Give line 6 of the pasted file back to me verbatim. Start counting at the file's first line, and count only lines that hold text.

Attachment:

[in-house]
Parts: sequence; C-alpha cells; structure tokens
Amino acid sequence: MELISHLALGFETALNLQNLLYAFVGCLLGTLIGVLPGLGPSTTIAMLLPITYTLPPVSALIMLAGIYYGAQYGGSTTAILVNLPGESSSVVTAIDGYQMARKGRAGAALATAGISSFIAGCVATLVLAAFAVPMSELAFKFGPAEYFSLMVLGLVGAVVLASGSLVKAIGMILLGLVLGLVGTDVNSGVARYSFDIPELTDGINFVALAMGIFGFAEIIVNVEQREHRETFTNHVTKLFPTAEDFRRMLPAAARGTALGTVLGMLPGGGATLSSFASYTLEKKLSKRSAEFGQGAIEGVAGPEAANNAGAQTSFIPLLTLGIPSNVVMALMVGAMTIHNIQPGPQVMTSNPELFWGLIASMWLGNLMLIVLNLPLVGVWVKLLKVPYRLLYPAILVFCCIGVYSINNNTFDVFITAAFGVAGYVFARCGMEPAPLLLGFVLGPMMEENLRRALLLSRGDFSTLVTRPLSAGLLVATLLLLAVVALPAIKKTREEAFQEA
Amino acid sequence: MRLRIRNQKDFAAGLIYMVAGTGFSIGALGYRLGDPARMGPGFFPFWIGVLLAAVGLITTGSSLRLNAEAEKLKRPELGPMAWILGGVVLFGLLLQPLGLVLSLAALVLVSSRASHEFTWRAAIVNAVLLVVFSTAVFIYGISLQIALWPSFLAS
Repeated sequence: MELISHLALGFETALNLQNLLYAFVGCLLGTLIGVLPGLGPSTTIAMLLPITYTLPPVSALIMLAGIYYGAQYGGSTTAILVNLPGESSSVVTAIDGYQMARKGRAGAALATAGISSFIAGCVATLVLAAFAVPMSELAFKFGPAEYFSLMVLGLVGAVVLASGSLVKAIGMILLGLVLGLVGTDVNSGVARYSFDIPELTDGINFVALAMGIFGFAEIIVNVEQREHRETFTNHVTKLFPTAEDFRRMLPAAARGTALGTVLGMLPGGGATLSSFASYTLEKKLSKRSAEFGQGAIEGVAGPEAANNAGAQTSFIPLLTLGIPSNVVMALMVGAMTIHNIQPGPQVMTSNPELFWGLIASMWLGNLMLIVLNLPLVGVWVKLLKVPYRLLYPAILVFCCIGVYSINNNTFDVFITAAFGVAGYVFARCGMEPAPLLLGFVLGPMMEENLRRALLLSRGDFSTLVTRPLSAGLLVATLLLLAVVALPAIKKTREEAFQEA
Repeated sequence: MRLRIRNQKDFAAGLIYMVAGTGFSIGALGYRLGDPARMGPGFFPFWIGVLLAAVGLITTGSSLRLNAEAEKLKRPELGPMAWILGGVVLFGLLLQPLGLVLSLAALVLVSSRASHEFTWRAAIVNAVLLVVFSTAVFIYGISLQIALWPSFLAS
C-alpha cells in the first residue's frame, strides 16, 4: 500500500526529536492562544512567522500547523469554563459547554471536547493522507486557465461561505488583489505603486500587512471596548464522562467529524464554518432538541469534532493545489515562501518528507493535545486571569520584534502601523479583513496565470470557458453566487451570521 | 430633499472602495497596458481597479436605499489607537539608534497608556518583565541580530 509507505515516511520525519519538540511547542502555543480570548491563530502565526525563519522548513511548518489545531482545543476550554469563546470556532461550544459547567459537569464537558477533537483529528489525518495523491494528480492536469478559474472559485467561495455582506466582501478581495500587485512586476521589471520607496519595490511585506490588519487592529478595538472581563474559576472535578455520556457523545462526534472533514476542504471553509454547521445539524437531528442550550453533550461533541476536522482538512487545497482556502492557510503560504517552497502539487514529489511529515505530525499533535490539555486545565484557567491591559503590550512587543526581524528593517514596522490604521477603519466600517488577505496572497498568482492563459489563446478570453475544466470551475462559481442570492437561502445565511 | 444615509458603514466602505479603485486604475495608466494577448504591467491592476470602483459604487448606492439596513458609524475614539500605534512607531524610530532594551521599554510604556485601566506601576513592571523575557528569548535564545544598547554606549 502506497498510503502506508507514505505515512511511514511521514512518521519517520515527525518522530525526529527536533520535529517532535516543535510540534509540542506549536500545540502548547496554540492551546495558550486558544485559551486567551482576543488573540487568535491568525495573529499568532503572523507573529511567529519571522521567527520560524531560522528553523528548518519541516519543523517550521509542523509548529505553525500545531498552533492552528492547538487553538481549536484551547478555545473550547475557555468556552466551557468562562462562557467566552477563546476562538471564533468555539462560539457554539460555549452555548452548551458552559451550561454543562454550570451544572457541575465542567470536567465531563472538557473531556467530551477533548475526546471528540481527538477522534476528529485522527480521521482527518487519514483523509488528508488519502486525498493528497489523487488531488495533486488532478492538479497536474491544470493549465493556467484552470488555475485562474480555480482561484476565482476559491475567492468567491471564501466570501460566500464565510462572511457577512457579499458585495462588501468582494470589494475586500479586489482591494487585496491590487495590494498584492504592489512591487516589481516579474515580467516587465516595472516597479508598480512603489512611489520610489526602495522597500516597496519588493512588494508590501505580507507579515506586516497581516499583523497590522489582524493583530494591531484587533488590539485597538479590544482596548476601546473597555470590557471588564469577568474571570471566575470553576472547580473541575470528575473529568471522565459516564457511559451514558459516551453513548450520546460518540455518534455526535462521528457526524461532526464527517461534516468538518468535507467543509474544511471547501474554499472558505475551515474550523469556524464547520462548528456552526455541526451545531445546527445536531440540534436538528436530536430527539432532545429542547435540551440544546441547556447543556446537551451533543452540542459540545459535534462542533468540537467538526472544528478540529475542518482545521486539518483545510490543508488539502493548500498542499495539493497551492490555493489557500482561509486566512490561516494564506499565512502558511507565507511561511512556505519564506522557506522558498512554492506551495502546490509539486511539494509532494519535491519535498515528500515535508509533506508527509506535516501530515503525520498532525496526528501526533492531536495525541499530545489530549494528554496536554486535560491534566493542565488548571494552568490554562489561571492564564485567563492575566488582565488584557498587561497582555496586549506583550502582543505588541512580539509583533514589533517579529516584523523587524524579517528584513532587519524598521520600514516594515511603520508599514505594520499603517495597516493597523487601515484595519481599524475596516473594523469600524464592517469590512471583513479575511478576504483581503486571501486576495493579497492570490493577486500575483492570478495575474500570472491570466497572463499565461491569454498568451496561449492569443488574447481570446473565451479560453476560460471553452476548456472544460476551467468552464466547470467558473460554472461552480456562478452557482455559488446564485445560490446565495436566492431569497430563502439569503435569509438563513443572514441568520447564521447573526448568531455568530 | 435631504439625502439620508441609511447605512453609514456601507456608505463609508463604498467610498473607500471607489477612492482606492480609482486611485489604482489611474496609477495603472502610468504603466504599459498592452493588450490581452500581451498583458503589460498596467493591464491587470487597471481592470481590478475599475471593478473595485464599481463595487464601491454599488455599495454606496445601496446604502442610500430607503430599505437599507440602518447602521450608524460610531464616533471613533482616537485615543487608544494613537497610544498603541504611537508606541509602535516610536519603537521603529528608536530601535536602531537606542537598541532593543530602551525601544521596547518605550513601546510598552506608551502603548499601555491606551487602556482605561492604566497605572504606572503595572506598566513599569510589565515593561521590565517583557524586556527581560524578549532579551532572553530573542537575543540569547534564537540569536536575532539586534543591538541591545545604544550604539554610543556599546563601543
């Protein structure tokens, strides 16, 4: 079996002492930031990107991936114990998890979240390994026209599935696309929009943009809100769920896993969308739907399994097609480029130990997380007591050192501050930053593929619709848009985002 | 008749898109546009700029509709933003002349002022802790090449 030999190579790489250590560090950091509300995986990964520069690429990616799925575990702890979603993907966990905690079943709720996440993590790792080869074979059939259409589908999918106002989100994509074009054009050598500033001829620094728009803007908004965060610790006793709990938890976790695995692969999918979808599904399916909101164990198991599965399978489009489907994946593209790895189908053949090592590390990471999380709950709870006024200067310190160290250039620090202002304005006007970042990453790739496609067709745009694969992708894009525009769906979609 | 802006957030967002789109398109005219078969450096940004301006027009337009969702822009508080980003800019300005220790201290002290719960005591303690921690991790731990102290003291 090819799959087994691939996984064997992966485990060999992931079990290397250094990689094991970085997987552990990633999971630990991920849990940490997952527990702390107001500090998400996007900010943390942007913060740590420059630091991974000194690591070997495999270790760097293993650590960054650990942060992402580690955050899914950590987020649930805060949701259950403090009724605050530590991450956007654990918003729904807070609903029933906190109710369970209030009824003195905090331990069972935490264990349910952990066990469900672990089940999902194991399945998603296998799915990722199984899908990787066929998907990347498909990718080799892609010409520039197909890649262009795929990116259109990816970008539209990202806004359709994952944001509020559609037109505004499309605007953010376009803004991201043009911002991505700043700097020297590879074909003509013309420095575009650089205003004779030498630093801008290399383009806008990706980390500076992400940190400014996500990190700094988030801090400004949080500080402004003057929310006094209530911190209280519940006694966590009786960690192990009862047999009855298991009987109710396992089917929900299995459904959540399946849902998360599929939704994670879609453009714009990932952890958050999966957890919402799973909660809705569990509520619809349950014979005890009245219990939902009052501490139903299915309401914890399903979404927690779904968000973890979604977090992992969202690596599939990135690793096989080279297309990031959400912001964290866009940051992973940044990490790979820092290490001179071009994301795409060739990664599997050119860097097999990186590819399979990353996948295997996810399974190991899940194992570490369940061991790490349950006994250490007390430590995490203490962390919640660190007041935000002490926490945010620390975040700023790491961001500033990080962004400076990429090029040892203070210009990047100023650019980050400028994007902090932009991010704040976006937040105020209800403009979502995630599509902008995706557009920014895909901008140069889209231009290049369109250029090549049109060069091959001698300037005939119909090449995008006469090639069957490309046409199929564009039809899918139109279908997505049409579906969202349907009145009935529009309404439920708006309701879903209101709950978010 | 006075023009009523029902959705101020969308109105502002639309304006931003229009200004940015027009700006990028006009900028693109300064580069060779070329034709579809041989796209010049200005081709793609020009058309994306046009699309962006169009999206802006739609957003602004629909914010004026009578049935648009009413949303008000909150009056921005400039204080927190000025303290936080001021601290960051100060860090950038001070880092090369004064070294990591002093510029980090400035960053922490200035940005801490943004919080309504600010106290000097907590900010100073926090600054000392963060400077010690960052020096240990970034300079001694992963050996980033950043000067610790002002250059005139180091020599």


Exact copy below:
Repeated sequence: MRLRIRNQKDFAAGLIYMVAGTGFSIGALGYRLGDPARMGPGFFPFWIGVLLAAVGLITTGSSLRLNAEAEKLKRPELGPMAWILGGVVLFGLLLQPLGLVLSLAALVLVSSRASHEFTWRAAIVNAVLLVVFSTAVFIYGISLQIALWPSFLAS